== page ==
The Number 1 Technical Recruiting Cheat Sheet For Upskilling Quickly

Aug 15, 202212 minutes read

With an economic downturn looming, recruiters are worrying about how a recession may affect their job.

But you don’t have to wait to see what happens. You can widen your skillset here and now.

Technical sourcers are consistently in demand. That’s because software developers and engineers are consistently in demand.

So how do you learn to excel in technical recruitment?

Start with this technical recruiting cheat sheet that contains all the resources you need to upskill quickly.

Cheat Sheet

Bonus: do you want to learn how to create a lean but effective recruitment process to find, vet, and close the best technical talent despite today’s challenges? Join us on March 2, 2023 for our live webinar: “Maximizing Tech Recruiting Efficiency in Uncertain Times“.

What is a technical recruiting cheat sheet?

Salt that doesn’t go on your fries? A Python that you wouldn’t see in the zoo?

A technical cheat sheet explains all the technical terms you need to be familiar with when you’re recruiting for technical roles.

It’s a great, easy-to-use reference document.

You can use it to quickly learn new terminology when you have an interview coming up.

Or use it as a guide for upskilling, learning what each of these programming languages, frameworks, and roles is all about.

Because when you want to connect with a developer, you have to be able to speak their language.

Glossary for tech recruiters

Introducing our free technical recruiting cheat sheet — a glossary containing all of the programming languages, frameworks, and technical roles you’re likely to come across, alongside their definitions.  


Frontend languages, frameworks, and skills

Technical Recruiting Cheat Sheet - Frontend languages

Backend languages, frameworks, and skills

Technical Recruiting Cheat Sheet - Backend languages

DevOps skills

Technical Recruiting Cheat Sheet - DevOps skills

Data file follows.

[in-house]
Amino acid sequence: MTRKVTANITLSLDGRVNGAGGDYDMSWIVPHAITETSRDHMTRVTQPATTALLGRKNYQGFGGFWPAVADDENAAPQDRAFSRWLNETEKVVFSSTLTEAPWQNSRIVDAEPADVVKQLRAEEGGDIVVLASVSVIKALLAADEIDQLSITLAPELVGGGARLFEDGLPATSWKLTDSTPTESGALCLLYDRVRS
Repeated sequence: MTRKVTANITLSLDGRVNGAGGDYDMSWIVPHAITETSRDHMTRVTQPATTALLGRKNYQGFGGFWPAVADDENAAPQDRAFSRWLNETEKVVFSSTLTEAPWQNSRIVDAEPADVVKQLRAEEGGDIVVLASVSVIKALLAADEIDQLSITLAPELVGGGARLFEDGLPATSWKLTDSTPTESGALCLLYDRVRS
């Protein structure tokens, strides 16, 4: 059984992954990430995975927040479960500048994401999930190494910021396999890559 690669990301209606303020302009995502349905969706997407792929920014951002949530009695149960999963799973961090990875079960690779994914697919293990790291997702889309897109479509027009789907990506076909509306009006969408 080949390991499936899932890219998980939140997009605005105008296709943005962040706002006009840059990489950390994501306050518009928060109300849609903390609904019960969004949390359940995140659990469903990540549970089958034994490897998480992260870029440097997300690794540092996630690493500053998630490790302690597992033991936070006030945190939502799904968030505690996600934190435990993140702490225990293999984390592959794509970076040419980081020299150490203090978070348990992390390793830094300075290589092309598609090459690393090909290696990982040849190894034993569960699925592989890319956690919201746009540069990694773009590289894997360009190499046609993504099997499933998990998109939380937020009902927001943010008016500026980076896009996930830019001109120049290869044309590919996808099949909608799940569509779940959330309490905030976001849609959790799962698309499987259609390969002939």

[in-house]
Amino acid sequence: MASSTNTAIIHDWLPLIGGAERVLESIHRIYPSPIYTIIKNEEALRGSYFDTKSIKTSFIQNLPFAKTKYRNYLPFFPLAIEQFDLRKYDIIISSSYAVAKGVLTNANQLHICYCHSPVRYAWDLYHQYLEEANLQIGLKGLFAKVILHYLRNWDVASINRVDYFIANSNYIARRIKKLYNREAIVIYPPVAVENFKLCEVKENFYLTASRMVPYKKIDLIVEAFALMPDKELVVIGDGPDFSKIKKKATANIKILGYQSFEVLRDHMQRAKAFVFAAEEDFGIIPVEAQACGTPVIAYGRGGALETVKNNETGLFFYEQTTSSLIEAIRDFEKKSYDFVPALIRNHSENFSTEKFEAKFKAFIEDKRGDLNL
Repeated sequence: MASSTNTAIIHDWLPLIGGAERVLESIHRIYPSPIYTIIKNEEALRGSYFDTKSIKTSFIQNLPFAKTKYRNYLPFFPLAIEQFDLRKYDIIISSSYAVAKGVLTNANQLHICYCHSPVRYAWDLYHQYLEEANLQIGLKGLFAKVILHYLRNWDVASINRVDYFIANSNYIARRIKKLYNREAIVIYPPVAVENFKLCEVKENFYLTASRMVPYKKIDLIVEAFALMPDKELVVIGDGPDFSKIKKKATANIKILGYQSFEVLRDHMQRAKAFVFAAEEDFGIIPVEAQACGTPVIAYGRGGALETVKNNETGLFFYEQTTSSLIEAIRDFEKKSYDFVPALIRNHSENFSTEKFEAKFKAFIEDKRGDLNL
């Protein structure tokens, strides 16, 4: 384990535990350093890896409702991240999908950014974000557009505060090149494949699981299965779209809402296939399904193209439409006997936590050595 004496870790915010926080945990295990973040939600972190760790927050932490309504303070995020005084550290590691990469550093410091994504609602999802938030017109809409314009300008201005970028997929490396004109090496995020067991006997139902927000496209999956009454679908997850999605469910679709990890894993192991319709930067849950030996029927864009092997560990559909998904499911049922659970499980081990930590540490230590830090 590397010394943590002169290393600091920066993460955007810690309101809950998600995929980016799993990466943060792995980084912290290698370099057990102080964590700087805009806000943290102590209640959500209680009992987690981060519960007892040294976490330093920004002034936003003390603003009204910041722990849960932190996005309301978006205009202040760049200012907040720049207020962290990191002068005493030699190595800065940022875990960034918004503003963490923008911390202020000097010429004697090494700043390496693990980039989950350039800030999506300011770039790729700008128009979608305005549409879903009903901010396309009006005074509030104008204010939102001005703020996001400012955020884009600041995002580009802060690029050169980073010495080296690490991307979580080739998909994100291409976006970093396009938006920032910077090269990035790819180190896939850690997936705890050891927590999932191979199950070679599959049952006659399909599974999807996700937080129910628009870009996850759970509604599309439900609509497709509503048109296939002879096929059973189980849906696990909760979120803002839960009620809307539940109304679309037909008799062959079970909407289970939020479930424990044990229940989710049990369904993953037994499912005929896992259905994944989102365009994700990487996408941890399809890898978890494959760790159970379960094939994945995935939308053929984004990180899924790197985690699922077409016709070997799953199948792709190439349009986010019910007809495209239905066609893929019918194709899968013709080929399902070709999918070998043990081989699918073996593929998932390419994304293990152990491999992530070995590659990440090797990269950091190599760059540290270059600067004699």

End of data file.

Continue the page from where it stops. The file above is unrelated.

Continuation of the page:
Technical Recruiting Cheat Sheet - DevOps roles

What soft skills matter for technical roles?

Developers obviously need standout technical prowess. But they need to have the right non-technical soft skills too.

As with any non-technical role, you can evaluate these with assessments and competency-focused interview questions. But what you’re looking for varies depending on the developer role you’re looking to fill.


Front-end developers

A front-end developer is responsible for the client-facing side of the product, whether that be a website, a mobile app, or the user interface of non-public software. They have to be able to communicate with both technical and non-technical departments within their organization, particularly product and design. Their titles will typically be something like Front End Software Engineer or Developer, UI/UX Engineer, or JavaScript Developer.

Soft skills to look for in front-end developers include:

  • The ability to translate technical info into non-technical language
  • Sensitivity to the needs of the end-user
  • Good attention to detail
  • Committed to professional development
  • The ability to work as part of a team 

Back-end developers

A back-end developer creates the foundation for software and web applications that is invisible to the end user. They’re responsible for the essential background operations of a product like storage and retrieval of data, application architecture and infrastructure, and the scalability of the product. Their titles will typically be something like Python/C/C++/C#/Java Developer, Member of Technical Staff, or Machine Learning Engineer.

So what soft skills do these developers need?

  • Problem-solving
  • Adaptability
  • Good communication
  • Accountability